The Reformed Vampire Support Group
by Catherine Jinks
Recommended Ages: 13+
I don't hate the Twilight series, but I'm not a fan either. After reading a few of the books and seeing one of the movies, I can appreciate some of its appeal--though I find the concept of bare-chested werewolves preposterous, and I think the books' teen romance emphasis hurts them somewhat. I mean, you can only read Edward, the eternally teeanged vampire, described as the physically ideal male so many times before you start fantasizing about wooden stakes. As for Bella, the vampire-loving narrator of the series, her character's conflicted motives are only captivating for so many hundreds of pages. More needs to happen outside of Bella's head in the first three-quarters of each book, in my opinion.
But what is a writer to do about it? You can whine about it, as I have just done. Or you can present an alternative, which is the tack steered by Catherine Jinks, author of the Evil Genius trilogy. In what could, for the sake of bolstering book sales, be described as a parody of Twilight, Jinks depicts the downside of being a vampire forever frozen at age 15. The result is not only funnier than H-E-double wooden stakes, but it's also a taut, suspenseful thriller with just the right touch of romance (a light touch) and a cast of well-developed, believable, flesh and (ahem) blood characters. There's even a breathtakingly cute werewolf, for your money. He just doesn't have what it takes to hold up his corner of a love triangle. What do you know! Looks aren't everything!
Nina Harrison does not belong to a coven of vampires. She doesn't even live in a fake family of glamorous vampires who move from place to place, changing their identities to maintain their cover. Rather, Nina's "Reformed Vampire Support Group" are a bunch of nebbishes, shlubs, and whiners who meet once a week in the basement of a Catholic church to support each other's abstention from human blood. They survive on guinea pigs and nutritional supplements, they suffer constant headaches and upset tummies, they bleed from the eyes in bright light, and from sunup to sundown they sleep like the dead--preferably in a safe place where the sunlight can't get to them. They can't turn into bats. They don't have super speed or kung-fu powers. They don't heal from injuries any faster than the average person. While it may take a wooden stake to kill them, a bullet (silver or not) can mess them up for life. And when life is endless, that can be a major bummer.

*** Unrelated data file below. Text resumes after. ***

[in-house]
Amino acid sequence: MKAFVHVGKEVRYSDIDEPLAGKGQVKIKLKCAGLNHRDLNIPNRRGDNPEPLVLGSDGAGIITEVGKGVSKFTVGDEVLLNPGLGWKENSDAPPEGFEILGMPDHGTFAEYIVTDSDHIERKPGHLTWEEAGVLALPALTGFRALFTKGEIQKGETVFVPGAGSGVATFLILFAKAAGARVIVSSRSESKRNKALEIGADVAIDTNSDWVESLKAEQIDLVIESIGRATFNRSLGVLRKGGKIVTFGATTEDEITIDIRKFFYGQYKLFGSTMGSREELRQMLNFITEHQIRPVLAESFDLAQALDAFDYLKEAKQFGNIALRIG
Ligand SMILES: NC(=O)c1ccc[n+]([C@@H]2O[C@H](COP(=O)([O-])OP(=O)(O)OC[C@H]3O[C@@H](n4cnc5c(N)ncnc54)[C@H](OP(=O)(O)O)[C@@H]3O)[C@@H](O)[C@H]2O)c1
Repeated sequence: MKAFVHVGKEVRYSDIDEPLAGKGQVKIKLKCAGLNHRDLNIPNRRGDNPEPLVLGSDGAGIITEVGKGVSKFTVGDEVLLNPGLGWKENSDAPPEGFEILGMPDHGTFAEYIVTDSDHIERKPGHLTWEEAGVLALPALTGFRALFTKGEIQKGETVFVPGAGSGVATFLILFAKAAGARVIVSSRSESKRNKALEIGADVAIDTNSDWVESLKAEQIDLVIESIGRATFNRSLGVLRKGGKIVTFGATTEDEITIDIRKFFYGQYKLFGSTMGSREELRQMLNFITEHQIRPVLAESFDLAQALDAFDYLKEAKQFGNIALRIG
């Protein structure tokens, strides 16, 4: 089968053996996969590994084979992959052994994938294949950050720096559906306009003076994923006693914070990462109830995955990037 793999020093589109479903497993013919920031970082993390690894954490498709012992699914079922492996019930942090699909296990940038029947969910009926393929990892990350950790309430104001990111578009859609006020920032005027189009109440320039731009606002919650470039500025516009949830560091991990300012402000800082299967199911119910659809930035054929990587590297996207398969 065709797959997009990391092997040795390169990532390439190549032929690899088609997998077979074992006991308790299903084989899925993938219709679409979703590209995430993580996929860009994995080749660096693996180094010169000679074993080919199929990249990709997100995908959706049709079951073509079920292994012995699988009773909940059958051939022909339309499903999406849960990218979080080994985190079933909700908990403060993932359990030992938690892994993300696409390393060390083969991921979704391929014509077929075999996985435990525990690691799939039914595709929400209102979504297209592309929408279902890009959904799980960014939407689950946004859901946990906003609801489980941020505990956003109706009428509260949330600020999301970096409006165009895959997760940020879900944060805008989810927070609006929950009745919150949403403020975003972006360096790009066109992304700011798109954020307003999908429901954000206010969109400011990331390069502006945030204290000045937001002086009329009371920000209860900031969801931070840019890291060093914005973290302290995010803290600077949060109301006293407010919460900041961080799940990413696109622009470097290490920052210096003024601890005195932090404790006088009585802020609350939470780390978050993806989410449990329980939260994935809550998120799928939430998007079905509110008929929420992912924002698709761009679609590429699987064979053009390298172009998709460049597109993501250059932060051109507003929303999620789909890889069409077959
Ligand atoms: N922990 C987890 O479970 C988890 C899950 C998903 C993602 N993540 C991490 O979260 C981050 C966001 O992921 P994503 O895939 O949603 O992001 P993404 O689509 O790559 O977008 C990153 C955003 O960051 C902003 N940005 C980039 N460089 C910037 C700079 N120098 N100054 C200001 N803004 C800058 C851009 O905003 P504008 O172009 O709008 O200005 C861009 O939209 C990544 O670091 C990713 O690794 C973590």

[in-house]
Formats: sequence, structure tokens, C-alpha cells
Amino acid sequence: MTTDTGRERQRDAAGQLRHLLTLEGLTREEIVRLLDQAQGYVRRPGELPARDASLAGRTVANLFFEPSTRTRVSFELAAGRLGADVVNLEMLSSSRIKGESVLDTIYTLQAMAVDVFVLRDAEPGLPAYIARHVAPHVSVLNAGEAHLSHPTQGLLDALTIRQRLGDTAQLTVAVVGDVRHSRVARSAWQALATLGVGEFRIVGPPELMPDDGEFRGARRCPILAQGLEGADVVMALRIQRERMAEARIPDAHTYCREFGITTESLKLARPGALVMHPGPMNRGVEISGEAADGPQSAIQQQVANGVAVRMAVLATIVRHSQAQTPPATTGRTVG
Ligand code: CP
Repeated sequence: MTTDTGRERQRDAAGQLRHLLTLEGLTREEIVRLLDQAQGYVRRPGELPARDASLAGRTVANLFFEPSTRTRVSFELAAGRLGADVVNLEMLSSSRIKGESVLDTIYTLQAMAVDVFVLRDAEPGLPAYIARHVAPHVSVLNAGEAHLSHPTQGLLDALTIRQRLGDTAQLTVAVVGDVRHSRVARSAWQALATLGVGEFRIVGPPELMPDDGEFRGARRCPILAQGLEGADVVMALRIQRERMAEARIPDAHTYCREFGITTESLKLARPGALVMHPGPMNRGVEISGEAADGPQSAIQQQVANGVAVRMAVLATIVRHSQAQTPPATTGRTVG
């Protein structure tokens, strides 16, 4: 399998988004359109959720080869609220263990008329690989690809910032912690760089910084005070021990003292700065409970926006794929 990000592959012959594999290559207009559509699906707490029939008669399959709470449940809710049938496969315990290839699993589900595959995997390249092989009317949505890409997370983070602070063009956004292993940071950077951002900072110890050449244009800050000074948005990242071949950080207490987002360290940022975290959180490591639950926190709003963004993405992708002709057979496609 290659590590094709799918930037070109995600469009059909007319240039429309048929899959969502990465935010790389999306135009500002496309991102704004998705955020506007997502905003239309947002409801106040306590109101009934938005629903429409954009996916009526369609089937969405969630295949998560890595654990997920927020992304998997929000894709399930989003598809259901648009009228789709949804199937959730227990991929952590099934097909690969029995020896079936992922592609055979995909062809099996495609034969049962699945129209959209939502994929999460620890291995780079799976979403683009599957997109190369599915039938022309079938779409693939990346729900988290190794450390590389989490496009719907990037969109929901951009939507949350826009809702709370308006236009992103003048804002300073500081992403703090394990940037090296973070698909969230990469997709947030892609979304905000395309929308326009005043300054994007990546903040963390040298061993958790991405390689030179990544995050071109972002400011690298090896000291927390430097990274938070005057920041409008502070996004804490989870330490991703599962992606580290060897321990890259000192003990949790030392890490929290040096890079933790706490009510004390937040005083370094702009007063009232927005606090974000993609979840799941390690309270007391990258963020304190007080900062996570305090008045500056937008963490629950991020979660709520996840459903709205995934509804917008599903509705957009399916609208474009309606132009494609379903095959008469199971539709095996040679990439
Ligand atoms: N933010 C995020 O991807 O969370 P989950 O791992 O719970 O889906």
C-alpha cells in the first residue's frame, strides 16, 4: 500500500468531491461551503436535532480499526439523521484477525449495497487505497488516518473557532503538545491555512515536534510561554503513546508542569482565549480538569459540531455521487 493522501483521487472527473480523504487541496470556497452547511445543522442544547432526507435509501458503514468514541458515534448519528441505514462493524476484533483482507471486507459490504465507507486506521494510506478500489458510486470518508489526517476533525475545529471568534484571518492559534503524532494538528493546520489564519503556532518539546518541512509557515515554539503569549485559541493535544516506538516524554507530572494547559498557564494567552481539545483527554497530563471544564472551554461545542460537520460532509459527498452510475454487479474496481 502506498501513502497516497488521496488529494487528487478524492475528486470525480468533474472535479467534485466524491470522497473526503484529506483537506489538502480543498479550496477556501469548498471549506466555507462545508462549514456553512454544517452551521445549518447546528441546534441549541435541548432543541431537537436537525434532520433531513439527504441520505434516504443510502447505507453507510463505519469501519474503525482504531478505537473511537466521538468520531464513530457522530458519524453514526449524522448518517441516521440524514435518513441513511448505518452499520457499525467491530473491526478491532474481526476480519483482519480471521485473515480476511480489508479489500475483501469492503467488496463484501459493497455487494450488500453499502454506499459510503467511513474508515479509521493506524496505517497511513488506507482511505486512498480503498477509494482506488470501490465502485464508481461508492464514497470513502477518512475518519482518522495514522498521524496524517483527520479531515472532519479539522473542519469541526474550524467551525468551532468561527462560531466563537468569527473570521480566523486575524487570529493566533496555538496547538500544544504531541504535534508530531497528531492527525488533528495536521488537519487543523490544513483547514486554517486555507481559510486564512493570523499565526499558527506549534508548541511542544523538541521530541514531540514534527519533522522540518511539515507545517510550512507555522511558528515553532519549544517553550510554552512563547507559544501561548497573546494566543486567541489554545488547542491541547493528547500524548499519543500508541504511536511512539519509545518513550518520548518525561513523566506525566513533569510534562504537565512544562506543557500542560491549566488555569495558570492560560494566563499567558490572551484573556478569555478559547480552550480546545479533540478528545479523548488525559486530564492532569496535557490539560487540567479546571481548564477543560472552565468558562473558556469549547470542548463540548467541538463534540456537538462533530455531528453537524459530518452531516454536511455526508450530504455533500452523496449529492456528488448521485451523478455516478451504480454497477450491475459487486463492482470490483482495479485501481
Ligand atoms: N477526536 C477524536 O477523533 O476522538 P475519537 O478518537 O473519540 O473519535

So when a member of Nina's support group gets staked, everyone is worried. They all move, for safety purposes, into the basement of Nina's mum's house--her mum who isn't a vampire, so she can look out for vampire slayers while Nina and her friends sleep through the day. As Nina and her less-pathetic-than-average vampire friend Dave try to solve the mystery of Kasimir's slaying, they get mixed up with a pudgy loser and a father-son pair of werewolf-baiting ne'er-do-wells. Nina finds out whether she has it in herself to rise above her vampire nature and act like the heroine of the mediocre fantasy novels she writes for a living. Dave finds out whether he and Nina might ever get together. And everyone finds out what happens when you put three different kinds of unnatural-born killers in a room together and turn your back on them.
Whatever happens, you can trust that it won't be ideally pretty, or erotically charged, or full of high-paced action and grand heroics, or even particularly scary. Instead, it is just a whimsical mystery full of unexpected twists, rich complexities, and down-to-earth people who just happen to be undead. It is set in a believable present-day Australia where vampires are more likely to stay at home in the suburbs, night after night and decade after decade, watching TV or surfing the internet, rather than running through moonlit forests or massaging grand pianos. I can picture it being made into a movie: not a mass-audience blockbuster, but a quirky independent film with average-looking, unknown actors performing extended scenes in a single take, no musical score, and a washed-out look befitting the vampire's oversensitivity to light. And sequels? I actually look forward to them, beginning with The Abused Werewolf Rescue Group, which comes out in Spring 2011.